Three state agencies made improper overtime payments to exempt employees, Inspector General Randall Meyer’s office said Tuesday. Investigators found improper payments at the Ohio Department of Transportation (ODOT) and later launched a broader review of cabinet agencies that uncovered improper payments at the Ohio Department of Commerce (DOC) and Ohio Department of Youth Services (DYS).


The Municipal Income Tax Net Operating Loss Review Committee Thursday unanimously approved a new data collection method for municipalities to simulate what income tax revenue they would bring in with or without a five-year net-operating loss (NOL). The committee was created in 130-HB5 (Grossman-Henne) to further analyze what effect allowing a five-year net-operating loss to carry forward would have on municipal income tax revenues.


Ohio earned an A grade from the Center for Digital Government for its information technology modernization efforts, the Department of Administrative Services (DAS) announced Monday. The grade recognizes outcomes of the administration’s “IT Optimization” initiative, focused on centralizing IT services across government.


Motorists driving three-wheeled autocycles no longer need a motorcycle endorsement to do so. With HB429 (Antani-Reineke) taking effect, autocycle operators need only a conventional driver license to legally hit the road.

The federal government’s role in regulating automobiles will expand as highly automated vehicles (HAVs) become more common, according to the U.S. Department of Transportation (USDOT). The USDOT and National Highway Traffic Safety Administration (NHTSA) on Tuesday issued their federal automated vehicles policy, which includes vehicle performance guidance for HAVs and a model state policy.


The Ohio Consumers’ Counsel (OCC) followed the reintroduction of sub-metering legislation with a formal request this week for the Public Utilities Commission of Ohio (PUCO) to hold public hearings on the controversial practice of reselling condominium and rental unit electricity at higher-than market prices.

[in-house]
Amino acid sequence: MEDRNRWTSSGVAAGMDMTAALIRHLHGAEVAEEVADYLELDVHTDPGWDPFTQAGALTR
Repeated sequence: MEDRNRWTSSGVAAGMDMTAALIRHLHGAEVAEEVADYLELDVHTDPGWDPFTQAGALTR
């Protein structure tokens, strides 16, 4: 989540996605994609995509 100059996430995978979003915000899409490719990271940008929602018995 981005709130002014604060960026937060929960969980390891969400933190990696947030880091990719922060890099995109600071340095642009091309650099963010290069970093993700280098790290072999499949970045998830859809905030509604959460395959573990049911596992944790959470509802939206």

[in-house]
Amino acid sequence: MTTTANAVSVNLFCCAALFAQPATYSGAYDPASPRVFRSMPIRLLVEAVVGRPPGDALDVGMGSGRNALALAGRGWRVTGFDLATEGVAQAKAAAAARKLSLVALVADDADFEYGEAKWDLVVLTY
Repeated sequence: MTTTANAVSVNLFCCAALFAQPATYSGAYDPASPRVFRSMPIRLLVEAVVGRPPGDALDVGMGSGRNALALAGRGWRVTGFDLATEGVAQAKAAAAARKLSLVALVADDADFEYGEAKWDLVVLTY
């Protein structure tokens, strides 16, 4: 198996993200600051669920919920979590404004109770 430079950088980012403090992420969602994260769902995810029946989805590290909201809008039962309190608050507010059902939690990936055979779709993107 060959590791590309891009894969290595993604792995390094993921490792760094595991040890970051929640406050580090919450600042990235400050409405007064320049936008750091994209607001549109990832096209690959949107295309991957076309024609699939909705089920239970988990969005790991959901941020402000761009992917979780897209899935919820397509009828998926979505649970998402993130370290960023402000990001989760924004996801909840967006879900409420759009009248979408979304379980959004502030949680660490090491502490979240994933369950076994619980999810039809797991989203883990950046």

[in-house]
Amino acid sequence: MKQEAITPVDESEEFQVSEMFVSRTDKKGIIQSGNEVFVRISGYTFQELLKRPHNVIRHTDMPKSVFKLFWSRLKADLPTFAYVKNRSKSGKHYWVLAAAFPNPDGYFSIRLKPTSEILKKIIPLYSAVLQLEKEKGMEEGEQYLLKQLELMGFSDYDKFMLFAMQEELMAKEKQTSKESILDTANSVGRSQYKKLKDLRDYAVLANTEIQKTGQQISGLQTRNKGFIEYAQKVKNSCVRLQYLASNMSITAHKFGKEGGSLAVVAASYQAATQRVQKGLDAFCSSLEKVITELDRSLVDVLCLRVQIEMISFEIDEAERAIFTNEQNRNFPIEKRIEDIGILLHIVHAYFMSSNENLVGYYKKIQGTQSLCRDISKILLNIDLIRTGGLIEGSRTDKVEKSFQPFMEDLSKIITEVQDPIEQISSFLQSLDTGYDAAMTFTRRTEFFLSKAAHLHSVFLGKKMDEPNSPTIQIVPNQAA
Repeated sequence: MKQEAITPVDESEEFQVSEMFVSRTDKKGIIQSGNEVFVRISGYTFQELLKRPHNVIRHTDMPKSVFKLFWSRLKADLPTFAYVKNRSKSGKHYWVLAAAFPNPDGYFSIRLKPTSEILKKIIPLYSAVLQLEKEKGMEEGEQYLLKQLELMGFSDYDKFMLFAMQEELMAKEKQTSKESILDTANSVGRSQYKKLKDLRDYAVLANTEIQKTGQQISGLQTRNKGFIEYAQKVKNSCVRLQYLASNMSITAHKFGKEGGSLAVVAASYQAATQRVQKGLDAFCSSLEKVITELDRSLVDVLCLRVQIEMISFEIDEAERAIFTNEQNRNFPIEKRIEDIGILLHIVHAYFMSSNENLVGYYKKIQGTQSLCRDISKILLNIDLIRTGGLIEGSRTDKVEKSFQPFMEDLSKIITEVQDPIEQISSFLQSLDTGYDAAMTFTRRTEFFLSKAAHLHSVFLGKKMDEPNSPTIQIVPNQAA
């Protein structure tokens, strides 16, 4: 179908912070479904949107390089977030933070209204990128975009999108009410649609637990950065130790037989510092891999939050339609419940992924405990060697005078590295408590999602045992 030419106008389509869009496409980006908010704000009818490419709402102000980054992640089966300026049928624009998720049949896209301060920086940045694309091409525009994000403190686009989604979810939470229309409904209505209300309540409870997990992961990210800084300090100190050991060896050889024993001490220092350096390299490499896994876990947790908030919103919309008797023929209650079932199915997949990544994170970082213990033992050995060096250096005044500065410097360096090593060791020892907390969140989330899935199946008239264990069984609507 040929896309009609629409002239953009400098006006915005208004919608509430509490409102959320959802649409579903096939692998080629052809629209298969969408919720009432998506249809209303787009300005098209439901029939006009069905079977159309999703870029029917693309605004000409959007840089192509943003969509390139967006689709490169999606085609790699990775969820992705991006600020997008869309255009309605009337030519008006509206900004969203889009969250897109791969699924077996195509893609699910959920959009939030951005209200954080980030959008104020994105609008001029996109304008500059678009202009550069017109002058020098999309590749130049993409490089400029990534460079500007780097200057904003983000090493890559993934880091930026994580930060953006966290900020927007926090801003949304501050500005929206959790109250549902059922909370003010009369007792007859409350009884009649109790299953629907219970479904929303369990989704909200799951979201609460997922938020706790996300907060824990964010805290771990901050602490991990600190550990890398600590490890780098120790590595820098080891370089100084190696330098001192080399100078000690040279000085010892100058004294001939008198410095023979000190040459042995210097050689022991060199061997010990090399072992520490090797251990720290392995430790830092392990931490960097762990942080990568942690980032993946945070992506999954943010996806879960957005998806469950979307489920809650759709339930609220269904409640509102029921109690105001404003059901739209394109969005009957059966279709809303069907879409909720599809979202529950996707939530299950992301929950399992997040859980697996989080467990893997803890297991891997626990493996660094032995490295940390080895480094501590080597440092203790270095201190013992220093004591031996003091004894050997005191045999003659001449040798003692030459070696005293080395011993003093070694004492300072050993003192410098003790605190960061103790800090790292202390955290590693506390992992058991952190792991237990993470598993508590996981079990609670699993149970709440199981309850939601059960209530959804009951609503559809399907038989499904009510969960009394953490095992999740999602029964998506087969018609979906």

FirstEnergy says ambitious energy efficiency targets now before the Public Utilities Commission of Ohio (PUCO) are a good deal for customers, but the Ohio Consumers’ Counsel (OCC) argues that ratepayers will be forced to pay the electric utility excessive profits if the plan goes through. The company is asking PUCO to approve the proposal soon.


Women had nearly 21,000 abortions performed in Ohio in 2015, a 1 percent drop from the previous year and a continuation of the overall downward trend this millennium, according to the Ohio Department of Health (ODH). The annual agency report, “Induced Abortions in Ohio,” says Ohio residents accounted for 19,765 of the 20,976 abortions performed in 2015, or 94.2 percent.


The Ohio Turnpike and Infrastructure Commission (OTIC) on Monday authorized the acquisition of hardware, software and professional services needed to implement and use a new workforce management system to cut down on paperwork. The commission estimates the Kronos system will cost nearly $419,000 plus reimbursable expenses and $25,000 a year for annual maintenance.

Round five of the Incumbent Workforce Training Voucher Program will open to employer applications on Monday, Sept. 26, the Ohio Development Services Agency (DSA) announced Thursday. DSA said thousands of Ohio employees have already advanced their careers through the program, and more are now eligible in high-demand fields such as advanced manufacturing, aerospace and aviation, automotive manufacturing, automotive technicians, bio-health, corporate headquarters, energy, financial services, food processing, information technology and services, polymers and chemicals, logistics, and research and development.